See more about the current Membership Program https://www.richmondfoodsecurity.org/become-a-member/

See examples from Farm Folk City Folk https://www.farmfolkcityfolk.ca/get-involved/membership/

Member Benefits example from Van Dusen Botanical Garden Association https://vandusengarden.org/get-involved/membership/member-benefits/

Main Project Activities

Solicit Richmond specific perks for RFSS members from local businesses or organizations. Marketing plan for launching Membership Drive. Possibility to begin preliminary membership drive and promotion

Expected Project Deliverable(s)

  • Craft new membership program language and promotion.
  • Promotion posters both physical and for online use.
  • Increase RFSS membership by 25%.

Intended Project Outcome

Promotion of RFSS in Richmond and connect residents who are interested in this issue.

Student Assets and Skills (preferred or required)

  • Interest in community mobilizing, business or social marketing, comparative research and analysis

Student Assets and Skills (to be developed through the project)

  • Social marketing to generate community interest and support around an issue.

Are there any mandatory attendance dates (e.g. special event)?

  • None

Is a criminal record search (CRS) required?


If a criminal record search is required, when should the process be initiated?  

Preferred Days of Week and Hours


Related Community Service Opportunities for Students

Richmond Community Garden Ambassadors - connect with the public at a number of our community gardens in Richmond, and assist with any maintenance projects Kids in the Garden Volunteers - with approved criminal record check, assist with Kids in the Garden Teaching Sessions in Elementary School Classrooms and working on school gardens so that they are ready for winter/spring Fruit gleaning during the summer to fall months from residents’ homes Seed saving and seed library volunteers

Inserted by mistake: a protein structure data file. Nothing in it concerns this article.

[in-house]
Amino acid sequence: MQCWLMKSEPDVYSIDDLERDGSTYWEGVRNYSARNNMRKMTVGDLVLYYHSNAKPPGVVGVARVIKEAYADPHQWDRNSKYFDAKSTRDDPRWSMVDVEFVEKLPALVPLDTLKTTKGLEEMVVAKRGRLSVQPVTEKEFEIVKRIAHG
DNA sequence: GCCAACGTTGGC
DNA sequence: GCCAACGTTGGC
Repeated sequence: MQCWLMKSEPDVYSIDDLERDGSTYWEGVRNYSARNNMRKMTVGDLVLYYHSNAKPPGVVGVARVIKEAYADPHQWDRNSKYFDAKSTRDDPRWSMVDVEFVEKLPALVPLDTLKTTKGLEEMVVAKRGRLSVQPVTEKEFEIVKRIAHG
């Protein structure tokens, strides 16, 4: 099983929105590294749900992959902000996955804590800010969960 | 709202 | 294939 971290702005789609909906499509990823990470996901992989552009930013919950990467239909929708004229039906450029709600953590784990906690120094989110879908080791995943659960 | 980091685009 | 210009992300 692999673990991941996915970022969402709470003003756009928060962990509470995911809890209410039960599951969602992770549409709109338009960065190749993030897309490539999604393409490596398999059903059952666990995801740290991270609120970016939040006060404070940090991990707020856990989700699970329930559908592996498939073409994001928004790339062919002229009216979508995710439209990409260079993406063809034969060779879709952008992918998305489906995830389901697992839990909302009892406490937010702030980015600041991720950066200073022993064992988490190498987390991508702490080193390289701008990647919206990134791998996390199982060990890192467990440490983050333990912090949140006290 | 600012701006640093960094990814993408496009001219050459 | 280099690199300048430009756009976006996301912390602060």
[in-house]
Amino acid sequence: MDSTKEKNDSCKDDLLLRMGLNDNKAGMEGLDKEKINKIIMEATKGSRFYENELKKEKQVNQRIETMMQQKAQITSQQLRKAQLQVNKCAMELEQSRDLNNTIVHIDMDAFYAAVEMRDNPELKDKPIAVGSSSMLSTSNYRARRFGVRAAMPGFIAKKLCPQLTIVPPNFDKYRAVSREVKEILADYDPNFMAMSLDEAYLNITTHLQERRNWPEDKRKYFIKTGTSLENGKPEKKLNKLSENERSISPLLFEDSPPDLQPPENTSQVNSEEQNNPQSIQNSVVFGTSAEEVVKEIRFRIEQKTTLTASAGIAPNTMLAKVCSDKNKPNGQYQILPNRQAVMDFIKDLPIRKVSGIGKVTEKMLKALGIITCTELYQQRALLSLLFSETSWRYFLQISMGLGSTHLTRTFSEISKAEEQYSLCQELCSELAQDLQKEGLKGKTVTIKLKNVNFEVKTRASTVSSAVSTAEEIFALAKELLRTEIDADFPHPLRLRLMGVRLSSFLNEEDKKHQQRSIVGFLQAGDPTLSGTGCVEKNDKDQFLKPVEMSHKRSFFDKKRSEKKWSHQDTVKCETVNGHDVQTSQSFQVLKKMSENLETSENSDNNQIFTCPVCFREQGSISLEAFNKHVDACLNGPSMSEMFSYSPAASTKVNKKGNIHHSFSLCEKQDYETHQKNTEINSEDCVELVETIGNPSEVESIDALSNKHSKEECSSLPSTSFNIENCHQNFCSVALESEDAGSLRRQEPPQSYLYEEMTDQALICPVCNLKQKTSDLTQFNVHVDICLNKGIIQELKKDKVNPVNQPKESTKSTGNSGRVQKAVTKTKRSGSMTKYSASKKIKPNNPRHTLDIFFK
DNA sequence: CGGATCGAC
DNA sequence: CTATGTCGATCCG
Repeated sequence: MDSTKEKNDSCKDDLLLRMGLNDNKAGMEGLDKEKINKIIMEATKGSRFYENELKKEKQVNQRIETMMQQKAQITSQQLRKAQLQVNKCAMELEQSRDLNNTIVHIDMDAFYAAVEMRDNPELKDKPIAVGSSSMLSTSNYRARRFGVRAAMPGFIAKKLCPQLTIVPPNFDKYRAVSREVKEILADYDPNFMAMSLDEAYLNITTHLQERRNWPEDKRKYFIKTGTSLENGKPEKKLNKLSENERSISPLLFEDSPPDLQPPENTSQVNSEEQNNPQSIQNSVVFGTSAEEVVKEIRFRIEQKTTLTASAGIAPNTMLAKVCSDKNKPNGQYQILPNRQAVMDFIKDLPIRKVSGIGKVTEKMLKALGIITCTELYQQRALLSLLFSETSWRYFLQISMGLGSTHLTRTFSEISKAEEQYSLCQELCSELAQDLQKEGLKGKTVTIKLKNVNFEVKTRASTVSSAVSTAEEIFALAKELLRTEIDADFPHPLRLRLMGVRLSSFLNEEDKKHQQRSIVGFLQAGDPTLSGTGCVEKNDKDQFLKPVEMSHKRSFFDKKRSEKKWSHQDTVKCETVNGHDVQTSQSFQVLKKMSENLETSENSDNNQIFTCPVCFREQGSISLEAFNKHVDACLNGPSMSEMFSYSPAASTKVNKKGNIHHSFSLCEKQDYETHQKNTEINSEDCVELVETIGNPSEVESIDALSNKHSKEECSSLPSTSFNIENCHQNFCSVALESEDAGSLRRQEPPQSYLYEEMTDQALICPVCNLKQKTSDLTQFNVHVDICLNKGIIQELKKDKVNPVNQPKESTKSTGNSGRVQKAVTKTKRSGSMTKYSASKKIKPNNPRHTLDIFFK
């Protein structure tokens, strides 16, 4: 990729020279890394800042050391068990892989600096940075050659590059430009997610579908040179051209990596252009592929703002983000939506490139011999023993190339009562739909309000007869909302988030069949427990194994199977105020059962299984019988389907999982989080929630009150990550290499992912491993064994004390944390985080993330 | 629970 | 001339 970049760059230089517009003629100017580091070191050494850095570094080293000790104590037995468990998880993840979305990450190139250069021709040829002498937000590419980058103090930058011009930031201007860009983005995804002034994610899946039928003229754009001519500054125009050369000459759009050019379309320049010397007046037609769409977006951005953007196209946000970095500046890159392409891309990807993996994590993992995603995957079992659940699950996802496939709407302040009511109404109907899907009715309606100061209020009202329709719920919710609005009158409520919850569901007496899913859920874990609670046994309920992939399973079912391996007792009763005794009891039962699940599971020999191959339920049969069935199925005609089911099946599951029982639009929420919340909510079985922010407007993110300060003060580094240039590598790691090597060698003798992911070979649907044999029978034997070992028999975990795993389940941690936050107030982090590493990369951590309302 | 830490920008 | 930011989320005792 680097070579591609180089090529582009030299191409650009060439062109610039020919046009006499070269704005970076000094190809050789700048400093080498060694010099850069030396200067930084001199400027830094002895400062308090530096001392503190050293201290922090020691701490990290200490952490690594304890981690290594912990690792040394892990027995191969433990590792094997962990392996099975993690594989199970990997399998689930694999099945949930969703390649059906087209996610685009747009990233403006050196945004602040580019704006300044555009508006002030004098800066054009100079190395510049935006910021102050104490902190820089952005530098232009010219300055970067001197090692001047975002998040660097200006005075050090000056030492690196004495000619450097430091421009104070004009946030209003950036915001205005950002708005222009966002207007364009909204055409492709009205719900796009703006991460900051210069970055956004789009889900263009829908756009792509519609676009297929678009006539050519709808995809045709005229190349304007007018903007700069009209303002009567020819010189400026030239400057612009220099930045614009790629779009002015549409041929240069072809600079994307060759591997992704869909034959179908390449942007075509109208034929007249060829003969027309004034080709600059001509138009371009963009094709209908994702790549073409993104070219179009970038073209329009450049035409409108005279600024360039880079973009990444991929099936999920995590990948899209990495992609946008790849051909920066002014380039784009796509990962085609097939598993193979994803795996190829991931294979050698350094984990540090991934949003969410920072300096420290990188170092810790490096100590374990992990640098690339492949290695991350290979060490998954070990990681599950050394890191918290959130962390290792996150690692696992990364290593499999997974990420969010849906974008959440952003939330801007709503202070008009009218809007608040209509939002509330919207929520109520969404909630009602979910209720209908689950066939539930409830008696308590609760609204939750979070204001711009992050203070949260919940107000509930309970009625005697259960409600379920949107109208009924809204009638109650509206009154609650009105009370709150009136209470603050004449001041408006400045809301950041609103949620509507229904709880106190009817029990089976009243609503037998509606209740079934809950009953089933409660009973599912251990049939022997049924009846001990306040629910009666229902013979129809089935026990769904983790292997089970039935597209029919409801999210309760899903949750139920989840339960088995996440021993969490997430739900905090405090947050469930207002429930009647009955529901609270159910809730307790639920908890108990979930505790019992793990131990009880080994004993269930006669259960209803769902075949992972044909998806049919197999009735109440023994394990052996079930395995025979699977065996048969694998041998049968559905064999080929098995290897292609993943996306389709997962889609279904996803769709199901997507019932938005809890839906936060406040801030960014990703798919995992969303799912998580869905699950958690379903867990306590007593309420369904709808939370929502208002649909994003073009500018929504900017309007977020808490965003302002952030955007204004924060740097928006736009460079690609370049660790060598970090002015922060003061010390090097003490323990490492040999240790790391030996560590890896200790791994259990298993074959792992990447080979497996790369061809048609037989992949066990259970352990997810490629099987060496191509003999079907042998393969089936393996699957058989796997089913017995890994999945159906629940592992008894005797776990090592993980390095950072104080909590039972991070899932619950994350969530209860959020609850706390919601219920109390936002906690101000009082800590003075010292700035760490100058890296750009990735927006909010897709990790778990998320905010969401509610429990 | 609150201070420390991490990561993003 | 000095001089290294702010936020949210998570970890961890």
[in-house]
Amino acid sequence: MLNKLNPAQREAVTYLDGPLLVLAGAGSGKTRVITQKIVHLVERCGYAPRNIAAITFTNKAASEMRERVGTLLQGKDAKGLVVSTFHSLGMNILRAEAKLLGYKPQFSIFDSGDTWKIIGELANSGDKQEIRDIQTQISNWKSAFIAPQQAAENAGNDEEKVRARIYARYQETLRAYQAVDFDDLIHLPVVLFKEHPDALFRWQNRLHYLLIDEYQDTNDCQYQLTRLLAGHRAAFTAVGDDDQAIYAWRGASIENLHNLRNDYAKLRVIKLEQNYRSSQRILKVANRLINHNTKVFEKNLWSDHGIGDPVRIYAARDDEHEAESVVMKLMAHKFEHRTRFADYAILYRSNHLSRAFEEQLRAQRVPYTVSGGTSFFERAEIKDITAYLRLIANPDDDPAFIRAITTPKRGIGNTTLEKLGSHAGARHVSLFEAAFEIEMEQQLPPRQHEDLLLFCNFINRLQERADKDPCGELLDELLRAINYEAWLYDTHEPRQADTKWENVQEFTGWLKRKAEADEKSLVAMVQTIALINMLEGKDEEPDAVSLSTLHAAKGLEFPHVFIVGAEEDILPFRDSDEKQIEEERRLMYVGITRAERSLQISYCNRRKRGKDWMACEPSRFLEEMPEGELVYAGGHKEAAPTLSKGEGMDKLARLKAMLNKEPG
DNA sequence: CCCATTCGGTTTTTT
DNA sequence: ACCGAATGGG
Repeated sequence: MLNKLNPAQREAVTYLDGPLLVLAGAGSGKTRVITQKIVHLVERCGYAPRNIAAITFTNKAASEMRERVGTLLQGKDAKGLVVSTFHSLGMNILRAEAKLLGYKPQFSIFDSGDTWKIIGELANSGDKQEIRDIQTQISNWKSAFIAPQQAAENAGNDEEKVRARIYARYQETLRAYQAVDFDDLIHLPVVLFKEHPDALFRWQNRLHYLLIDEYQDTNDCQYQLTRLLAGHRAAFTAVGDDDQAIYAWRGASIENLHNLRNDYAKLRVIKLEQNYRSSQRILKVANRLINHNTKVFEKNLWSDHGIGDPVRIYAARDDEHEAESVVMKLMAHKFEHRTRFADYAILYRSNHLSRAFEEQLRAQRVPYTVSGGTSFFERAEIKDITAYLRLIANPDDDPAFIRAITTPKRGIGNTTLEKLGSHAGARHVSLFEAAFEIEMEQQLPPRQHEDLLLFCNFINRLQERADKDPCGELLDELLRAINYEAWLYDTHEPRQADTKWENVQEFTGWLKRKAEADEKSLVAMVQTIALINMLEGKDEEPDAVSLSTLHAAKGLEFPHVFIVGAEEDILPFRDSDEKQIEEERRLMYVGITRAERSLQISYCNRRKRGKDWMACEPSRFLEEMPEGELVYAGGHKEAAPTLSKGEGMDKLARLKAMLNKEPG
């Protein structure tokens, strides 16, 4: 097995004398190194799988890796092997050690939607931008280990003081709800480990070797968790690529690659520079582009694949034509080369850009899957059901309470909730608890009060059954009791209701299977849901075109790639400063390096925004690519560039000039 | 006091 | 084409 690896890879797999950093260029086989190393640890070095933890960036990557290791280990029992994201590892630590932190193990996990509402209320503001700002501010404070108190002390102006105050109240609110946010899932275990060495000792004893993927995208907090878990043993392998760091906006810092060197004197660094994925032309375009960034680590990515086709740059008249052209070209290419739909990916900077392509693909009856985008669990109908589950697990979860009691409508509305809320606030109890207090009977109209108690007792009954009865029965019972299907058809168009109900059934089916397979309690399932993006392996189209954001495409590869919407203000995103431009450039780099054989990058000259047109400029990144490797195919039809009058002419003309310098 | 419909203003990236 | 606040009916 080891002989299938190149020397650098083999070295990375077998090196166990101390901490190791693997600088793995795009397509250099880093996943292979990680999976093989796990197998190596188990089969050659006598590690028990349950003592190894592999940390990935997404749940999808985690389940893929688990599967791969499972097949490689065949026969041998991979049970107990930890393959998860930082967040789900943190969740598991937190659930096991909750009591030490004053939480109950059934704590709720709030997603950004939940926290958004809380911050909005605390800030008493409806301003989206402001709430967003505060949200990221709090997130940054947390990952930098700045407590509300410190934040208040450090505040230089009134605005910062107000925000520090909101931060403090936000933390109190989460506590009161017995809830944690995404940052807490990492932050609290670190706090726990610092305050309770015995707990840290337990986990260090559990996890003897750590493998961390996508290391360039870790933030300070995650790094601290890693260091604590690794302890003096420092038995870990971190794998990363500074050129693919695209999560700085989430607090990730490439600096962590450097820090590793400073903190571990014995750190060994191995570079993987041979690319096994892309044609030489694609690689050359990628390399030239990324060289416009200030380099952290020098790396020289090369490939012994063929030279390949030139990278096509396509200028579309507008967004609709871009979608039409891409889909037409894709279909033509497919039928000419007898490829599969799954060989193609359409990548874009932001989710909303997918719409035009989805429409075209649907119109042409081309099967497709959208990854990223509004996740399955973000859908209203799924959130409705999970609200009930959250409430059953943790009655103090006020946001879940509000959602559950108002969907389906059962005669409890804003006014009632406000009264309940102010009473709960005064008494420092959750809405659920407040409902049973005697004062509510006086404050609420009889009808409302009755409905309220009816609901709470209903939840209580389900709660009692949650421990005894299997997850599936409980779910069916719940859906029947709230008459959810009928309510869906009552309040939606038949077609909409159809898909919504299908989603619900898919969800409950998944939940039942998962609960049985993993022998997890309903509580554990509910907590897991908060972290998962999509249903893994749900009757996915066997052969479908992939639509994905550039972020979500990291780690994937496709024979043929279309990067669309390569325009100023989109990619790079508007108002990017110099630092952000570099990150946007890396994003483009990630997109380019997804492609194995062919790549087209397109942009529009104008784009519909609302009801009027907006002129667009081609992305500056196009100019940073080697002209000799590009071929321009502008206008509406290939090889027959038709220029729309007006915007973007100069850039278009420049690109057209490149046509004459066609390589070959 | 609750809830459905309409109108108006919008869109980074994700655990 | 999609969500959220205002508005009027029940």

Required Reading

Project/Partner Orientation Materials

Students should review these materials prior to the first partner meeting:

Additional Project/Partner Orientation Materials

The following will be provided at the first community partner meeting:

Expected Outcomes

Learning Outcomes

I hope students will learn about...

  • Community engagement and mobilization

I think students will come to appreciate...

  • how crowd funding can generate important income for a non-profit

Through this project, students will develop...

  • skills in building a community network and communication about food security to general public

Organizational Outcomes

How does the student project contribute to your organization's mission and long-term vision?

We want to increase the number of RFSS memberships as a way to garner support for our work from diverse funding streams as a form or organizational sustainability. This program will also contribute to our mission of a more connected and resilient Richmond food system.

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source: https://wiki.ubc.ca/Course:LFS350/Projects/F2020/RichmondFoodSecuritySociety2